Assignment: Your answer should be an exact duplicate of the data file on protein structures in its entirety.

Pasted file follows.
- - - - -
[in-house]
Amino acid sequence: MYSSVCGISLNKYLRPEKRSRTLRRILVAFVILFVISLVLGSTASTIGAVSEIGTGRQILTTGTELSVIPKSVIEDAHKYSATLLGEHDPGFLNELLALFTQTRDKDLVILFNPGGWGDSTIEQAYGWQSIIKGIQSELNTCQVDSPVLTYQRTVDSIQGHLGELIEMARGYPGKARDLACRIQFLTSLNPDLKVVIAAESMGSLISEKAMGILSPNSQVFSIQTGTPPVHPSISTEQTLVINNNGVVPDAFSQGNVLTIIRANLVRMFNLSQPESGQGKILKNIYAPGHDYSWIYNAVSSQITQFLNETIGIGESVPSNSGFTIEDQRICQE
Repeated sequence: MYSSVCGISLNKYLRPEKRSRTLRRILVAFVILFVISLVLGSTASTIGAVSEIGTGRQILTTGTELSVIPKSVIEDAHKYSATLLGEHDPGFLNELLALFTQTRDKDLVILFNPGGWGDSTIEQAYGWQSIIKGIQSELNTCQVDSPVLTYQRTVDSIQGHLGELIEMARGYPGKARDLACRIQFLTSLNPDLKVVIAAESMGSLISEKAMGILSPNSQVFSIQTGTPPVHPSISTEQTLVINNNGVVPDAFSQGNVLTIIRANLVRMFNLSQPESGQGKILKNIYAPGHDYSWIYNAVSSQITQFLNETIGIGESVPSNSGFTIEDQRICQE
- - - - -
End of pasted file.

[in-house]
Amino acid sequence: MYSSVCGISLNKYLRPEKRSRTLRRILVAFVILFVISLVLGSTASTIGAVSEIGTGRQILTTGTELSVIPKSVIEDAHKYSATLLGEHDPGFLNELLALFTQTRDKDLVILFNPGGWGDSTIEQAYGWQSIIKGIQSELNTCQVDSPVLTYQRTVDSIQGHLGELIEMARGYPGKARDLACRIQFLTSLNPDLKVVIAAESMGSLISEKAMGILSPNSQVFSIQTGTPPVHPSISTEQTLVINNNGVVPDAFSQGNVLTIIRANLVRMFNLSQPESGQGKILKNIYAPGHDYSWIYNAVSSQITQFLNETIGIGESVPSNSGFTIEDQRICQE
Repeated sequence: MYSSVCGISLNKYLRPEKRSRTLRRILVAFVILFVISLVLGSTASTIGAVSEIGTGRQILTTGTELSVIPKSVIEDAHKYSATLLGEHDPGFLNELLALFTQTRDKDLVILFNPGGWGDSTIEQAYGWQSIIKGIQSELNTCQVDSPVLTYQRTVDSIQGHLGELIEMARGYPGKARDLACRIQFLTSLNPDLKVVIAAESMGSLISEKAMGILSPNSQVFSIQTGTPPVHPSISTEQTLVINNNGVVPDAFSQGNVLTIIRANLVRMFNLSQPESGQGKILKNIYAPGHDYSWIYNAVSSQITQFLNETIGIGESVPSNSGFTIEDQRICQE